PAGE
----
With Joe Biden still waiting in the wings, weighing his options, and apparently planning for some kind of campaign rollout in April, Bernie Sanders appears to be gaining momentum in the crowded Democratic field. You could say he never really lost the momentum, only the nomination in 2016, but his supporters have continued, unabated, and are now showing up in big numbers for his campaign stops and pushing his early caucus and primary poll numbers way up.
Bernie has never been one to shy away from controversy, and as the Boston Herland reports, he’s working hard on the campaign trail to push his policies despite consistent attacks from President Trump using the “socialist” label:
Among a field of like-minded Democrats vying for a chance to unseat Trump in the 2020 election, Sanders is trying to win potential voters on the idea that he was the first to advocate for those progressive ideals.
“Those ideas that we talked about four years ago that seemed so very radical at that time, well, today, virtually all of those ideas are supported by a majority of the American people and have overwhelming support from Democrats and independents,” Sanders told hundreds of rallygoers in the ballroom of a Concord hotel in his first return to the Granite State since announcing his second run. “They’re ideas that Democratic candidates all across the board are supporting.”
Sanders picked up where he left off during his last run for president, wagging his finger at wage inequalities, the nation’s top one percent of earners, advocating for free tuition and universal health care — and condemning the superdelegate system within the Democratic National Convention, which helped Hillary Clinton lock the nomination in 2016. The DNC voted last August to limit their powers and not allow their votes on the first ballot.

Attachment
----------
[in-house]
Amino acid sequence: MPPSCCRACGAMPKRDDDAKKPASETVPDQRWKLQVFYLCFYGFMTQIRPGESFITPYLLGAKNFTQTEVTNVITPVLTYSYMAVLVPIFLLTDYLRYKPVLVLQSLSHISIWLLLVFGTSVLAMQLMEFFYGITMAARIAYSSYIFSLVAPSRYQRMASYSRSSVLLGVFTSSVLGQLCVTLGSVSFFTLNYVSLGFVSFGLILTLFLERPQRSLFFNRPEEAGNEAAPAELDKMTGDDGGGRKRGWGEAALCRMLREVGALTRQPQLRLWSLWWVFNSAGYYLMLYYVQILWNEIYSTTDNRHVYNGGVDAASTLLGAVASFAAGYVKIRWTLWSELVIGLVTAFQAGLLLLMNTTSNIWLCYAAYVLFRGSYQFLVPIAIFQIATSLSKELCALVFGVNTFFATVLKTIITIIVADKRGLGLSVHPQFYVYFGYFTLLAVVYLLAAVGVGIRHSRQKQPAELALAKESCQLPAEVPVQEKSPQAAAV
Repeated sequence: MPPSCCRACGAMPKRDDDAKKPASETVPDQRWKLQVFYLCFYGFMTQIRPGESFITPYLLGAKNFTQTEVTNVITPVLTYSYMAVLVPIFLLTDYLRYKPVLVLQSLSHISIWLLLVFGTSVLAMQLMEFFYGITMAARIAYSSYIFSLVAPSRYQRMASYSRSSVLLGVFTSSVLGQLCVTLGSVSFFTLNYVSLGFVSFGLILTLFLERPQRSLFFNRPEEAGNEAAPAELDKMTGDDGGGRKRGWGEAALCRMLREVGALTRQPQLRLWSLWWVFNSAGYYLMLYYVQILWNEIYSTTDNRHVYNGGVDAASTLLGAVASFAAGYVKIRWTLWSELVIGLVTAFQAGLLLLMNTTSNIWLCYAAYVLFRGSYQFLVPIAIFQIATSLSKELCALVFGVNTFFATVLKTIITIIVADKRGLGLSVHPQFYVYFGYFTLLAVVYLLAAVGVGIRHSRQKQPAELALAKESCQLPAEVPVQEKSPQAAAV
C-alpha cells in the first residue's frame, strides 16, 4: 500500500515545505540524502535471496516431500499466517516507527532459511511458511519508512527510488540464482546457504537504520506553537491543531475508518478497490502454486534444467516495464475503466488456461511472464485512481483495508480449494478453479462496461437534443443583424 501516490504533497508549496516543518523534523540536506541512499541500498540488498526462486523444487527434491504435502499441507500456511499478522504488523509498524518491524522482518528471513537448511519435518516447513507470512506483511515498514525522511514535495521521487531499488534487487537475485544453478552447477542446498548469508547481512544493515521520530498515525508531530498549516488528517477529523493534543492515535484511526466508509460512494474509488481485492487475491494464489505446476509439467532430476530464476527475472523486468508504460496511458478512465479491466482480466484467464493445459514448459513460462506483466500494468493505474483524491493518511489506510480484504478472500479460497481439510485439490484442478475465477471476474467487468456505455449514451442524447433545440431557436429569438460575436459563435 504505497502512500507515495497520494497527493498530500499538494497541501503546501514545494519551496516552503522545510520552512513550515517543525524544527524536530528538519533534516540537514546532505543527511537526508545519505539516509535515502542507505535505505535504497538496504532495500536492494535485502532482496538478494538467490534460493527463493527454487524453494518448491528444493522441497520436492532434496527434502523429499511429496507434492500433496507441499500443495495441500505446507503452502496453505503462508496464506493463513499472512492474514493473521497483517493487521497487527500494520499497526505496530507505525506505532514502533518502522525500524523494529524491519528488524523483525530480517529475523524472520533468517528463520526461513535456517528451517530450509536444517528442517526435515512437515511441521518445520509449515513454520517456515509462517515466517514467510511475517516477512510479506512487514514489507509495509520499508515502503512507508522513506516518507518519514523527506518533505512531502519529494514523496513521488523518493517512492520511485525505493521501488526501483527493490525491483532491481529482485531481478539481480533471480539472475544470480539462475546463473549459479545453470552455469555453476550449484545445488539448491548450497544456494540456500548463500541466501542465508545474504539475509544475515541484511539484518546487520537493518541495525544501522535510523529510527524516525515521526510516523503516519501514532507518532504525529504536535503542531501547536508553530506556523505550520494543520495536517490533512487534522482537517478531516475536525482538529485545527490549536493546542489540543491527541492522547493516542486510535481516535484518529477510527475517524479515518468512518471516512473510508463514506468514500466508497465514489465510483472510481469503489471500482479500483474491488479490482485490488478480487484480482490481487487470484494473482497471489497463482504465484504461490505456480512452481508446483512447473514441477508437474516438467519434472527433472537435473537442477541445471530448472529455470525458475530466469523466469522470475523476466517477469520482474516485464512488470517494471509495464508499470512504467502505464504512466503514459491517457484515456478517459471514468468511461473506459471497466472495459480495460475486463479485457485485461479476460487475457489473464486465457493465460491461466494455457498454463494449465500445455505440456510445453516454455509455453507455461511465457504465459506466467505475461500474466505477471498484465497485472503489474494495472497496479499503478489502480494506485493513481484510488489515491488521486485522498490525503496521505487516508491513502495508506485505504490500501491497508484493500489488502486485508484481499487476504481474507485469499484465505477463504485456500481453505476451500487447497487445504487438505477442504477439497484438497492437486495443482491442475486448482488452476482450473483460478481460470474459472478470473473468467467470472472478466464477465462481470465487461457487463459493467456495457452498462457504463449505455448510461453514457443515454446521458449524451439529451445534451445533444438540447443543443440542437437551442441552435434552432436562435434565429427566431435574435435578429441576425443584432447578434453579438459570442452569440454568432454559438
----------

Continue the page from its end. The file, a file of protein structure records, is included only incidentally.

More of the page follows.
Sanders supporters hadn’t forgotten Sunday that their candidate didn’t receive delegations of certain states like West Virginia, despite winning every county, in the 2016 primary.
It’s very true that the ideas which Bernie pushed in 2016 were considered more “extreme” than they are in 2019 simply due to the movement of the Democratic Party as a whole. Much like the re-alignment under President Trump with Republicans, Democrats are a little more comfortable, on average, of embracing some policies previously thought to be taboo in a national campaign.
Iowa Becomes Biden vs. Bernie
Iowa polling has been generous to Biden and Sanders as they both lead the field within a couple of points of one another:
According to a new Des Moines Register/CNN/Mediacom Iowa Poll of likely Democratic caucusgoers, 27 percent say Biden is their first choice for president. That’s down slightly from the 32 percent who said the same in December, but it tops the 19 other declared and potential candidates tested.
Biden has a 2-percentage-point advantage over Vermont Sen. Bernie Sanders. Though that’s within the poll’s 4.9 percentage point margin of error, other numbers bode well for the former vice president and suggest a stronger advantage over Sanders. The poll of 401 likely Democratic caucusgoers was conducted March 3 through 6.